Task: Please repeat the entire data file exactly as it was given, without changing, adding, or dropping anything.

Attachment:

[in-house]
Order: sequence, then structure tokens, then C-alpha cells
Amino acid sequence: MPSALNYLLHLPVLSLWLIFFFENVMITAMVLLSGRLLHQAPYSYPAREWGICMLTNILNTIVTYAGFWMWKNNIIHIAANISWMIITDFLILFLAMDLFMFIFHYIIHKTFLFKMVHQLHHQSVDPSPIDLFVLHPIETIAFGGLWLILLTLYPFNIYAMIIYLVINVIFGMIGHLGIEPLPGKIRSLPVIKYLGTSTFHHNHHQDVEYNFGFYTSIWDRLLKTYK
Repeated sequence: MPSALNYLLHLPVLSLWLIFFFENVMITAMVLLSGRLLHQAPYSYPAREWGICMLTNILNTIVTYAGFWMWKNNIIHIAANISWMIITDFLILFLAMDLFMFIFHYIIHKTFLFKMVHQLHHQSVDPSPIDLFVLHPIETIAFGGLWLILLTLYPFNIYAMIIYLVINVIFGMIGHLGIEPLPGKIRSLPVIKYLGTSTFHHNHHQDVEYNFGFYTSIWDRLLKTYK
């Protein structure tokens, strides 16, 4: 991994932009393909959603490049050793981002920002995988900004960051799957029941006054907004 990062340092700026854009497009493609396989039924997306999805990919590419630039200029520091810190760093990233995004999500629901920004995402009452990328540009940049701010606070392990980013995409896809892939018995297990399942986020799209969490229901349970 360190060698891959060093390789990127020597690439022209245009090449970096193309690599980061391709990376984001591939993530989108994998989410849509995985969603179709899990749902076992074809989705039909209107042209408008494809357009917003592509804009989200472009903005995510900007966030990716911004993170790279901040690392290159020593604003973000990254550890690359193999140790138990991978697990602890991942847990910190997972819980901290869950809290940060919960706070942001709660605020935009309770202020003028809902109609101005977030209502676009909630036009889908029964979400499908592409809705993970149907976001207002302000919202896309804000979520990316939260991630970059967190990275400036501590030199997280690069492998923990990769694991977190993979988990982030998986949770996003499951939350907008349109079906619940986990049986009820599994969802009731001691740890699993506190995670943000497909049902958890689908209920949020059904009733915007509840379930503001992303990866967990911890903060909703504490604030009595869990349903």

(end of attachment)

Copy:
[in-house]
Order: sequence, then structure tokens, then C-alpha cells
Amino acid sequence: MPSALNYLLHLPVLSLWLIFFFENVMITAMVLLSGRLLHQAPYSYPAREWGICMLTNILNTIVTYAGFWMWKNNIIHIAANISWMIITDFLILFLAMDLFMFIFHYIIHKTFLFKMVHQLHHQSVDPSPIDLFVLHPIETIAFGGLWLILLTLYPFNIYAMIIYLVINVIFGMIGHLGIEPLPGKIRSLPVIKYLGTSTFHHNHHQDVEYNFGFYTSIWDRLLKTYK
Repeated sequence: MPSALNYLLHLPVLSLWLIFFFENVMITAMVLLSGRLLHQAPYSYPAREWGICMLTNILNTIVTYAGFWMWKNNIIHIAANISWMIITDFLILFLAMDLFMFIFHYIIHKTFLFKMVHQLHHQSVDPSPIDLFVLHPIETIAFGGLWLILLTLYPFNIYAMIIYLVINVIFGMIGHLGIEPLPGKIRSLPVIKYLGTSTFHHNHHQDVEYNFGFYTSIWDRLLKTYK
């Protein structure tokens, strides 16, 4: 991994932009393909959603490049050793981002920002995988900004960051799957029941006054907004 990062340092700026854009497009493609396989039924997306999805990919590419630039200029520091810190760093990233995004999500629901920004995402009452990328540009940049701010606070392990980013995409896809892939018995297990399942986020799209969490229901349970 360190060698891959060093390789990127020597690439022209245009090449970096193309690599980061391709990376984001591939993530989108994998989410849509995985969603179709899990749902076992074809989705039909209107042209408008494809357009917003592509804009989200472009903005995510900007966030990716911004993170790279901040690392290159020593604003973000990254550890690359193999140790138990991978697990602890991942847990910190997972819980901290869950809290940060919960706070942001709660605020935009309770202020003028809902109609101005977030209502676009909630036009889908029964979400499908592409809705993970149907976001207002302000919202896309804000979520990316939260991630970059967190990275400036501590030199997280690069492998923990990769694991977190993979988990982030998986949770996003499951939350907008349109079906619940986990049986009820599994969802009731001691740890699993506190995670943000497909049902958890689908209920949020059904009733915007509840379930503001992303990866967990911890903060909703504490604030009595869990349903």